Regulating Cryptocurrencies — And Why It Matters

Nations that attempt to limit cryptocurrencies’ ability to solve these problems will find that protecting high costs and systemic friction will grind their economies into dust.

There’s a great deal of confusion right now about the regulation of cryptocurrencies such as bitcoin. Many observers seem to confuse “regulation” and “banning bitcoin,” as if regulation amounts to outlawing bitcoin.

Further confusing things is the regulation of cryptocurrency exchanges, where cryptocurrencies are bought and sold.

In China, for example, cryptocurrencies are not outlawed, but exchanges were shut down until regulators could get a handle on how to deal with the potential for excesses such as fraud, misrepresentation, etc.

A Wild West free-for-all is conducive to scammers, and so some thoughtful regulation that protects users is to be welcomed.

Governments tax income and capital gains. This is how they fund their activities. Clearly, gains reaped from cryptocurrencies are no different from gains reaped from other speculations and investments, so they should be recorded and taxed in the same manner.

Some enthusiasts of cryptocurrencies seem to think that regulations requiring the reporting and taxation of gains made buying and selling cryptocurrencies is tantamount to destroying cryptocurrencies.

I think this view has it backwards: fully legalizing and regulating cryptocurrencies as financial instruments legitimizes them in a much wider circle of potential users, and common-sense regulations are to be encouraged and welcomed, not viewed as threats to cryptocurrencies.

I want to stress that beneath all the speculative frenzy we see in the cryptocurrencies, what will retain value and remain scarce and in demand is whatever solves problems.

Cryptocurrencies have the potential to solve two problems:

  1. reducing the cost and friction of financial intermediaries.
  2. holding value as the $250 trillion in phantom wealth created in the asset bubbles of the past 12 years vanishes.

These are real problems: financial intermediaries introduce a great amount of friction and cost globally, and even a modest reduction in cost and friction (time, effort, compliance, recording transactions, etc.) would add up very quickly.

The global value of real estate, stocks, bonds and debt-assets such as mortgages and auto loans is around $500 trillion. By my rough estimate, about half of this was created in the past 12 years as central banks inflated enormous bubbles.

A house that was worth $200,000 in 2005 is now worth $500,000, but it provides no additional value as shelter; it is the exact same house with the exact same utility value. So the additional $300,000 of current market value is entirely phantom wealth.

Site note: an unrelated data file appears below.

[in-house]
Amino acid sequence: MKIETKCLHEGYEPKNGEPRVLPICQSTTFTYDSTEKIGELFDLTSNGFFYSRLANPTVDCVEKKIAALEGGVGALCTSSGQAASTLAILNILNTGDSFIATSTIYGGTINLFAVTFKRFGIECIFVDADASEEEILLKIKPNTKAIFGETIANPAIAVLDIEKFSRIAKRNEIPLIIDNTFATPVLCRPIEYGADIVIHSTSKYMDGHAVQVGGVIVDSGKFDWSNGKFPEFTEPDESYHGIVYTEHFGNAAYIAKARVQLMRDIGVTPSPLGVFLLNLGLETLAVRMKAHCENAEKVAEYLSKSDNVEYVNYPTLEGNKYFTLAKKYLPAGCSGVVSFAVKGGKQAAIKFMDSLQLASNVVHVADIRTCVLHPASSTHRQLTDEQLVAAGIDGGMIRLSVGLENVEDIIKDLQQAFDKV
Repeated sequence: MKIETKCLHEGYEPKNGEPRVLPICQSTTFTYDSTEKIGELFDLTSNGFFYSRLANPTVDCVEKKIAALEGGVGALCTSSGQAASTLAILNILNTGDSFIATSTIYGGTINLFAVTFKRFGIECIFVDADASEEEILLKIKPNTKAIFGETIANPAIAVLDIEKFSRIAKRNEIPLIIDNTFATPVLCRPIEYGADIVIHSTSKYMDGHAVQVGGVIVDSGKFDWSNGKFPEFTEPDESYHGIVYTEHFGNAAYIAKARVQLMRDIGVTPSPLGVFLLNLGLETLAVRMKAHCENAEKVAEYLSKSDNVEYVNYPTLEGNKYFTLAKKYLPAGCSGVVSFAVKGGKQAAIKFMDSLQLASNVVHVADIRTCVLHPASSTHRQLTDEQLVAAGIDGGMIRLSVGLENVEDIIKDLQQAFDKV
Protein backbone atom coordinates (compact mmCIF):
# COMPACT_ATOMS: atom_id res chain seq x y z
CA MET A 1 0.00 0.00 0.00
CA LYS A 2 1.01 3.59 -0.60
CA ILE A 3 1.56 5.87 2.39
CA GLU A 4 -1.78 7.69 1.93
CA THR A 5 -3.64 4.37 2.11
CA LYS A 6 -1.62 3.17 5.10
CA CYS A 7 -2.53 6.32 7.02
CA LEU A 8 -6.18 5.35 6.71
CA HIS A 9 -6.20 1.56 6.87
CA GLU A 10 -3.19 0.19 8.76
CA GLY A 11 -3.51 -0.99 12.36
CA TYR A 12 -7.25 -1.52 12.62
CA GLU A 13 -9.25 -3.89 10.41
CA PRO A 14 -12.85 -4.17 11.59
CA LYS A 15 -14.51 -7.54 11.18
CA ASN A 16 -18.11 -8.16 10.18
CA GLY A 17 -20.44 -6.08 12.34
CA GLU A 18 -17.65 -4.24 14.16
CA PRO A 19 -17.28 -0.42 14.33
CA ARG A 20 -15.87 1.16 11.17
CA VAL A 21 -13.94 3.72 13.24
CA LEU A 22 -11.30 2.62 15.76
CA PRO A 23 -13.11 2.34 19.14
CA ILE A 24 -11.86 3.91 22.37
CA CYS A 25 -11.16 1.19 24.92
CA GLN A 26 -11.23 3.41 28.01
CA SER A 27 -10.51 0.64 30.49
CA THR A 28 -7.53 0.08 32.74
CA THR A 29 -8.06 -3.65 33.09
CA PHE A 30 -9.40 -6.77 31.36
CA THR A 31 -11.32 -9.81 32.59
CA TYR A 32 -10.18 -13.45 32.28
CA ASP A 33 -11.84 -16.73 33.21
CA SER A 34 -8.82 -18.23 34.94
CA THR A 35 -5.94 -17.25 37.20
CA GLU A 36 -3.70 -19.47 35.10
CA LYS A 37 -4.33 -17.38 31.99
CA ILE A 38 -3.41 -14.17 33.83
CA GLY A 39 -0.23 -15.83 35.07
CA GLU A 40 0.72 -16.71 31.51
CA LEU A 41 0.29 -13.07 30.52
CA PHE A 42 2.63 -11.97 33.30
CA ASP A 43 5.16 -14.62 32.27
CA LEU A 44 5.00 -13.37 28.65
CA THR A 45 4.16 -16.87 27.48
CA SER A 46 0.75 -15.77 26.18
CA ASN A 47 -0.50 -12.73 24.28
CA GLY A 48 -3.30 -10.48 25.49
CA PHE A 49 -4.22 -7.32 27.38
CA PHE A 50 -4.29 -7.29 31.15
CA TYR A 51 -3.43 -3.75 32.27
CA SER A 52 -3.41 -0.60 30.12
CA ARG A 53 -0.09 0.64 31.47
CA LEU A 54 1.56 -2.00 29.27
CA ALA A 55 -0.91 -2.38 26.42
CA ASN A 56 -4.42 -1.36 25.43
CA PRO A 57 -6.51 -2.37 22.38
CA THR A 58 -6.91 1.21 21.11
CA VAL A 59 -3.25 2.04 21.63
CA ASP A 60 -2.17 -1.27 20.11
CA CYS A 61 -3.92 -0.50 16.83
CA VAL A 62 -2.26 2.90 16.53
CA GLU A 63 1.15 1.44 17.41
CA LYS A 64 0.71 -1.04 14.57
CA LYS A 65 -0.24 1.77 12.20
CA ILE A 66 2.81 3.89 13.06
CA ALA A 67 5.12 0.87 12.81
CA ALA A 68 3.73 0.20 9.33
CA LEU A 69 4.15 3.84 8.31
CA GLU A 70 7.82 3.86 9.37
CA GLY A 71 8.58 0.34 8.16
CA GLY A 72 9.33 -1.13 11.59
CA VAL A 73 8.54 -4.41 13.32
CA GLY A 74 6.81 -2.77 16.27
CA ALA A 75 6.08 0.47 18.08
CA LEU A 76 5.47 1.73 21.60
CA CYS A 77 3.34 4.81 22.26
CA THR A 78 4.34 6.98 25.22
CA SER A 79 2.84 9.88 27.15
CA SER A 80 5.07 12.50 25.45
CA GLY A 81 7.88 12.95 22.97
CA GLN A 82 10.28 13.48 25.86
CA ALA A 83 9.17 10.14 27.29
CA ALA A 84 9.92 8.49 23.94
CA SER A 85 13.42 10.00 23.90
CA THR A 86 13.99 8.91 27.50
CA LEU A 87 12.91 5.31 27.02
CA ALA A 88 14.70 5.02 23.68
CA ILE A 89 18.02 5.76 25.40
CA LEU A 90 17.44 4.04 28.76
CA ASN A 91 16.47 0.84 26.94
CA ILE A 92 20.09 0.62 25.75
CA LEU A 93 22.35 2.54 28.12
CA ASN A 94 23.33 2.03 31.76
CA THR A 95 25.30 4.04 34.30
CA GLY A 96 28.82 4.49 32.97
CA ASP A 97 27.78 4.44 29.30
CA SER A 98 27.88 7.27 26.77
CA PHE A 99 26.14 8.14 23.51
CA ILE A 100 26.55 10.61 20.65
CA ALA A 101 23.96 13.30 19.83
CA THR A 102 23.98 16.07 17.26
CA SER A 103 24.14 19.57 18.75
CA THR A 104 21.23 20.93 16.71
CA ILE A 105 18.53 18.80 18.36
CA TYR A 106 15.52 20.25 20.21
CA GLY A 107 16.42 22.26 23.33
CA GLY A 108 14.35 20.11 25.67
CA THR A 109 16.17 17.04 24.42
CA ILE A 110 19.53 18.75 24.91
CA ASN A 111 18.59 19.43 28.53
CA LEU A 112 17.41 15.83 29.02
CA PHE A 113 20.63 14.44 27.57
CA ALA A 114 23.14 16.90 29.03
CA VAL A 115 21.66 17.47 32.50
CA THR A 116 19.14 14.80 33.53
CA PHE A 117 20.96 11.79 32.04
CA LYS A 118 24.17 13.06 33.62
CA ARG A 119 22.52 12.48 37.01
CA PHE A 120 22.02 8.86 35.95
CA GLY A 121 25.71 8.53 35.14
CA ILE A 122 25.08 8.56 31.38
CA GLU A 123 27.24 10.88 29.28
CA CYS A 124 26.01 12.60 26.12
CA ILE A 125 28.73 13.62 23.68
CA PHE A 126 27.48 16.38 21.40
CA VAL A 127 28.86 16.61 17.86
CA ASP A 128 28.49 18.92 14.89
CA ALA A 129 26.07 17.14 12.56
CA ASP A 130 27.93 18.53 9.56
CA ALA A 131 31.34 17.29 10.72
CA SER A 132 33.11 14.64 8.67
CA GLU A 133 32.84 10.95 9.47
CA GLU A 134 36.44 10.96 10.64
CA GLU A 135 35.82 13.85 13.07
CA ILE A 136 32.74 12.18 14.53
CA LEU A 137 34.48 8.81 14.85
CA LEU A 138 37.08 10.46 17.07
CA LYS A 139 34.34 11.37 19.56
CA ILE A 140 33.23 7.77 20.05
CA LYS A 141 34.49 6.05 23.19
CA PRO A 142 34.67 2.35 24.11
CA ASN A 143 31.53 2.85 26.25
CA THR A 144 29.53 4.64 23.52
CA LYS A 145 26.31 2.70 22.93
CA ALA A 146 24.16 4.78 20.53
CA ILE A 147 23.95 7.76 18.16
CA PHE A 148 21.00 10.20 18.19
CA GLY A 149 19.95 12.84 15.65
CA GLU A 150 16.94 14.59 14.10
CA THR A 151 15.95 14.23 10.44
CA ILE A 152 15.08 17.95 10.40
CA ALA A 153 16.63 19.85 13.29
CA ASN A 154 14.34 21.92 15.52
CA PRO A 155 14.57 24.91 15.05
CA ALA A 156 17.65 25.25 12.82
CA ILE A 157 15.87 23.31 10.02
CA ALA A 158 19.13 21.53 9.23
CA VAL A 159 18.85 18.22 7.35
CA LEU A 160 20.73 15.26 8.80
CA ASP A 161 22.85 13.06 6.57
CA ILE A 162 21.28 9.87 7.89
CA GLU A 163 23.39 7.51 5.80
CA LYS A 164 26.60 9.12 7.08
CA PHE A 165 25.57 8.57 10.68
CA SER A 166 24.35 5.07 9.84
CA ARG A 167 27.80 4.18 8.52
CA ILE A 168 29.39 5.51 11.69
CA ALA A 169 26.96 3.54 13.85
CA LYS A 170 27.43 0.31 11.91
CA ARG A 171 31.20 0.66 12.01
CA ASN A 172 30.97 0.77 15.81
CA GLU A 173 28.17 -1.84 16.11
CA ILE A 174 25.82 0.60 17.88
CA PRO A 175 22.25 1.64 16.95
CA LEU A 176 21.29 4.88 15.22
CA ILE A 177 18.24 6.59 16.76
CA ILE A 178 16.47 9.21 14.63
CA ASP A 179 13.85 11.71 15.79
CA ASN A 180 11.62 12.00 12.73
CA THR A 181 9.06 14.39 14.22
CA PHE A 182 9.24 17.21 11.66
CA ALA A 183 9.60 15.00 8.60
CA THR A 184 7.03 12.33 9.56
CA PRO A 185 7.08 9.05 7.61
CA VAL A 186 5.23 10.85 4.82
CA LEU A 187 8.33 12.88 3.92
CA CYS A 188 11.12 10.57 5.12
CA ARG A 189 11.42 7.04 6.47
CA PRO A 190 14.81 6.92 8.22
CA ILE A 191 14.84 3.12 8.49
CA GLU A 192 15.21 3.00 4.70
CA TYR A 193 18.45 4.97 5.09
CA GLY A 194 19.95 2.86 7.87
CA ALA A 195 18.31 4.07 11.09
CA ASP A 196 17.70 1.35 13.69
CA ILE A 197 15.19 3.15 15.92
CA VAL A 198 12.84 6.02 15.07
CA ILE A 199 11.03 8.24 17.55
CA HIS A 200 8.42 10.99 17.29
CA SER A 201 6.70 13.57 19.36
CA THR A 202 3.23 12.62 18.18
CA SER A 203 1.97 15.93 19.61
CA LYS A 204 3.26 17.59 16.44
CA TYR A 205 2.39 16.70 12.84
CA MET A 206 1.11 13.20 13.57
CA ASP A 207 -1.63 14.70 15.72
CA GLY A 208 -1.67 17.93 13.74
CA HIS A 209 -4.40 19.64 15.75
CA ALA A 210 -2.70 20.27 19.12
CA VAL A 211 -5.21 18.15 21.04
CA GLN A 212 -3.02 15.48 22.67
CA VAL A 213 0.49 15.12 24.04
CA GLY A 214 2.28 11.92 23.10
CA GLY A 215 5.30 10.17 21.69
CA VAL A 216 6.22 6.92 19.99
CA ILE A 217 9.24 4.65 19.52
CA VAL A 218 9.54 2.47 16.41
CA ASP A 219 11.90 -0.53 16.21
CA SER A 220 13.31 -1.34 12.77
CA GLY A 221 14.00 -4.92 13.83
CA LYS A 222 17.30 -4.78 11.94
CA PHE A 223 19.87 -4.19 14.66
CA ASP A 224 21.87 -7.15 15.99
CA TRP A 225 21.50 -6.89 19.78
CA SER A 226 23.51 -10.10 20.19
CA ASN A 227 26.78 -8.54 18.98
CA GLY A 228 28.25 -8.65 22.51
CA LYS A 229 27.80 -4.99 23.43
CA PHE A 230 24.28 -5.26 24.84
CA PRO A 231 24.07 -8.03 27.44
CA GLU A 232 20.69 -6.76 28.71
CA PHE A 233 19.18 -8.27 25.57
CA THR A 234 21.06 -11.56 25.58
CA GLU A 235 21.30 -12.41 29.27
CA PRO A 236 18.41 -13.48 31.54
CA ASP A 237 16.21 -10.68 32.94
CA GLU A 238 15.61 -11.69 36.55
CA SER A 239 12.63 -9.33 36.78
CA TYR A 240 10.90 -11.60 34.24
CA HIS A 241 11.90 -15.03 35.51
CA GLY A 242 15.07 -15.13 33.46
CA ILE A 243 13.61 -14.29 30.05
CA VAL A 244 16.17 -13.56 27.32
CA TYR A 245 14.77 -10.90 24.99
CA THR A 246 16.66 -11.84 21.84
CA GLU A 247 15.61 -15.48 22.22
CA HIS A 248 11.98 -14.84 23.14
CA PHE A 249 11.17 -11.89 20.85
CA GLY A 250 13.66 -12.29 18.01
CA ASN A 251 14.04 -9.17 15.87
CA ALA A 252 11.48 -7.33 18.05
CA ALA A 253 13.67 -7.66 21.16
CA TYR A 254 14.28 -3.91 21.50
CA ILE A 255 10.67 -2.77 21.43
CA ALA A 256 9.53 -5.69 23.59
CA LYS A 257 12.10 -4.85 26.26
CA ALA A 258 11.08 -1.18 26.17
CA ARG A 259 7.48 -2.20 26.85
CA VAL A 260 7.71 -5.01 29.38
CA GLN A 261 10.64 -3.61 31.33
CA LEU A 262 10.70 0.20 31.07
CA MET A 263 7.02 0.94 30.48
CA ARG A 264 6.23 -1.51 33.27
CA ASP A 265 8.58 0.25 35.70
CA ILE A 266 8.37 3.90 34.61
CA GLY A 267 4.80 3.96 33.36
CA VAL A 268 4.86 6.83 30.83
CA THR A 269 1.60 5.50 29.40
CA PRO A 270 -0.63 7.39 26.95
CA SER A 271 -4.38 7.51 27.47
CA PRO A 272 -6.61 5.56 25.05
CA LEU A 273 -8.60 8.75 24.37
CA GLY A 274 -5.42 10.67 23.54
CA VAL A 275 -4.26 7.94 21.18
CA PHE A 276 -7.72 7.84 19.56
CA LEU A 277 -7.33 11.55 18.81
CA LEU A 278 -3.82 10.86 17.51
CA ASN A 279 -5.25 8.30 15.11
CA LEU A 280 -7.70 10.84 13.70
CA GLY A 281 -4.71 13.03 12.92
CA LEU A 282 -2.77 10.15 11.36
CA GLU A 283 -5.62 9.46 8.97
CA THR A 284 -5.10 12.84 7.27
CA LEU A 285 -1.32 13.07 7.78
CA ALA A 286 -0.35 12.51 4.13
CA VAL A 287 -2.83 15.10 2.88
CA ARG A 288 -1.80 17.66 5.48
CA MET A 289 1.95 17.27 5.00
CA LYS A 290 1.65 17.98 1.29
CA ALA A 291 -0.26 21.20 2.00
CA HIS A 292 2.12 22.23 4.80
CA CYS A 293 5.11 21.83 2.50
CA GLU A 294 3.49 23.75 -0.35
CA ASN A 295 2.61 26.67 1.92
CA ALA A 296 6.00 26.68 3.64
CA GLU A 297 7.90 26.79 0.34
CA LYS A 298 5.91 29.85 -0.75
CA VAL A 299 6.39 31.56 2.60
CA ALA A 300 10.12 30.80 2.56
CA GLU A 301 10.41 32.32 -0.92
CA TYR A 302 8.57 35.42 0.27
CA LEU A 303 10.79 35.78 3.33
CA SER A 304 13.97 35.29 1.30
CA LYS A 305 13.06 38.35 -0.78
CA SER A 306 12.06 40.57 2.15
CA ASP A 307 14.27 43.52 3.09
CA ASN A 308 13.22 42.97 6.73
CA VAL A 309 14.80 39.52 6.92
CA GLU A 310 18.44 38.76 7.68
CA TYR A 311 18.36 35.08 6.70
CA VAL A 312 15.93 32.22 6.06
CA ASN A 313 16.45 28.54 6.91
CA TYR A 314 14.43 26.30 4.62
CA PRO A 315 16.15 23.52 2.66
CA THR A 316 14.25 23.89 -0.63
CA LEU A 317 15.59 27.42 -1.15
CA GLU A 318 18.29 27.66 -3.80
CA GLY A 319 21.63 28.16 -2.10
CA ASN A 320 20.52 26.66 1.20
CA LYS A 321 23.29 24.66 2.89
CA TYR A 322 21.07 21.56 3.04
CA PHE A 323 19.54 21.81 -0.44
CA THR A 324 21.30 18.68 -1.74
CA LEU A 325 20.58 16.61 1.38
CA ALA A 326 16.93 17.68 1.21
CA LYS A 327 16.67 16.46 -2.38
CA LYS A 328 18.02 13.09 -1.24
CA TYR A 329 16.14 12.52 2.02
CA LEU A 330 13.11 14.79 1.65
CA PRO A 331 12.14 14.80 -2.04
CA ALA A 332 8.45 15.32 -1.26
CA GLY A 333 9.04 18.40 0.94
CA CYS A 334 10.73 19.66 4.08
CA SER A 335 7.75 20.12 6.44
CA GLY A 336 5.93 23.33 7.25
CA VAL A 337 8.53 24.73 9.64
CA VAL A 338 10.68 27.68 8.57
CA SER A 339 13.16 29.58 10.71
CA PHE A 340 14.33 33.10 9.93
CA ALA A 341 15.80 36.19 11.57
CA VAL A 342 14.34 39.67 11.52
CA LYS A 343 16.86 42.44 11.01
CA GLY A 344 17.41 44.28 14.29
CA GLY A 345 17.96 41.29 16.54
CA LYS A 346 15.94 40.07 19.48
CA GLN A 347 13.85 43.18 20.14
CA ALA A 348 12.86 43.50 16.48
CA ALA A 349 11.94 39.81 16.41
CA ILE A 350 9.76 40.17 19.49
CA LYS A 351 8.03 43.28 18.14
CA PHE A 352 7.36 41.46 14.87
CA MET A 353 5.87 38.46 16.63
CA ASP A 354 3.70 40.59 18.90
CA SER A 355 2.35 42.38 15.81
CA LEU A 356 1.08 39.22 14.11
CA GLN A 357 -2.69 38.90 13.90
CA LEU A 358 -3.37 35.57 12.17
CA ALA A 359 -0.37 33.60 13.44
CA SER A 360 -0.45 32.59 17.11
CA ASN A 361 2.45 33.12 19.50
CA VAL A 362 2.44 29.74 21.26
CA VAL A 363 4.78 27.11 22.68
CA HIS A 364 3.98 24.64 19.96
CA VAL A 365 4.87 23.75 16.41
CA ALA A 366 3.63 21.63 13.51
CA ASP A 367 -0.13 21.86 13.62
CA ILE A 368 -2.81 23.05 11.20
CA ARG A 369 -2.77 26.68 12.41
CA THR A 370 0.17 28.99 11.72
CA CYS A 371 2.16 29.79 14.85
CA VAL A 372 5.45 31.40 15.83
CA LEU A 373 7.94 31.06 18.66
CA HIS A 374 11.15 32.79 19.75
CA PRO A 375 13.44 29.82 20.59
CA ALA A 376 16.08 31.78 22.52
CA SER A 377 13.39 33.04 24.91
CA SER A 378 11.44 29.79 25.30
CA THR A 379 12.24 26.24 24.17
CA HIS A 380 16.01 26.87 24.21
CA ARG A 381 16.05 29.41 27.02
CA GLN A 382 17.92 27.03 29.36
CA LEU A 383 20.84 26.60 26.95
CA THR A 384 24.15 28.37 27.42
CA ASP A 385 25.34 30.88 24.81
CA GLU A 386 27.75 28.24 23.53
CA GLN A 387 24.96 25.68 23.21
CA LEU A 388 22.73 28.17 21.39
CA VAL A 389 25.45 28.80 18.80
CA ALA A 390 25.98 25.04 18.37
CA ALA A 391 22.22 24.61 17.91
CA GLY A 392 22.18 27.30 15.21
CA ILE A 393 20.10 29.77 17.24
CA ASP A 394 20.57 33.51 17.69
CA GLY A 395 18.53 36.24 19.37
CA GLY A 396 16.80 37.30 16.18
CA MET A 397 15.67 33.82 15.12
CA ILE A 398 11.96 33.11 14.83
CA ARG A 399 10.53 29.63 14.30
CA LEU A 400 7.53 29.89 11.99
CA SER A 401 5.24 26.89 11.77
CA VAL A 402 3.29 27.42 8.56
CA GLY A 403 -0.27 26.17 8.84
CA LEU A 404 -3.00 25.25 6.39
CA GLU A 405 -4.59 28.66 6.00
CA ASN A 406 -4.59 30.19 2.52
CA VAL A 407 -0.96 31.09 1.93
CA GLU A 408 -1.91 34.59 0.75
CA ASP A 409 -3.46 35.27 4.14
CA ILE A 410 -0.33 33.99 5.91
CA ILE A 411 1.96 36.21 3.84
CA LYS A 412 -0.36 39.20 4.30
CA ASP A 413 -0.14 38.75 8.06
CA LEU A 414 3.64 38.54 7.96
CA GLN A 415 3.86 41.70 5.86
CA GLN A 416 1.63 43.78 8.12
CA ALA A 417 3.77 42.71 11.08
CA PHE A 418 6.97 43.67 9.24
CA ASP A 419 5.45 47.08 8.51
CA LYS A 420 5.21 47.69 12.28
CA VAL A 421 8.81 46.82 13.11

The same can be said of all the other assets whose value has skyrocketed: the underlying assets/collateral haven’t changed enough to justify the current valuations.

Once the bubbles in stocks, bonds, housing, commercial real estate and debt-assets start popping, the owners of all that phantom wealth will be desperate to sell what is dropping in value and convert that wealth into assets that are either holding their value or appreciating.

Virtually all of this newly created financial “wealth” is ephemeral. Bitcoin et al. are routinely criticized as being “worthless” due to their digital/ephemeral nature.

But critics rarely if ever examine the equally ephemeral nature of $250 trillion in financial “wealth.”

Bitcoin in particular has two features which may be viewed as having value as all these coordinated bubbles pop:

  1. The organization and distribution of bitcoin is mathematical. It is not something that can be changed at the whim of a handful of self-serving people in a room (i.e. central bankers).
  2. It is limited in quantity.

Some critics claim this can be changed, but that’s not the way it works. A group of bitcoin miners can propose a new version of bitcoin that will issue a trillion coins, but if nobody supports their new version, it dies.

In other words, the marketplace of users decides what has value and what doesn’t.

Regulations that enable cryptocurrencies to solve the two problems listed above should be welcomed, as these problems are structural and impact everyone in some fashion.

Nations that attempt to limit cryptocurrencies’ ability to solve these problems will find that protecting high costs and systemic friction will grind their economies into dust.

I’m offering my new book Money and Work Unchained at a 10% discount ($8.95 for the Kindle ebook and $18 for the print edition) through December, after which the price goes up to retail ($9.95 and $20).

This article was originally published by Activist Post

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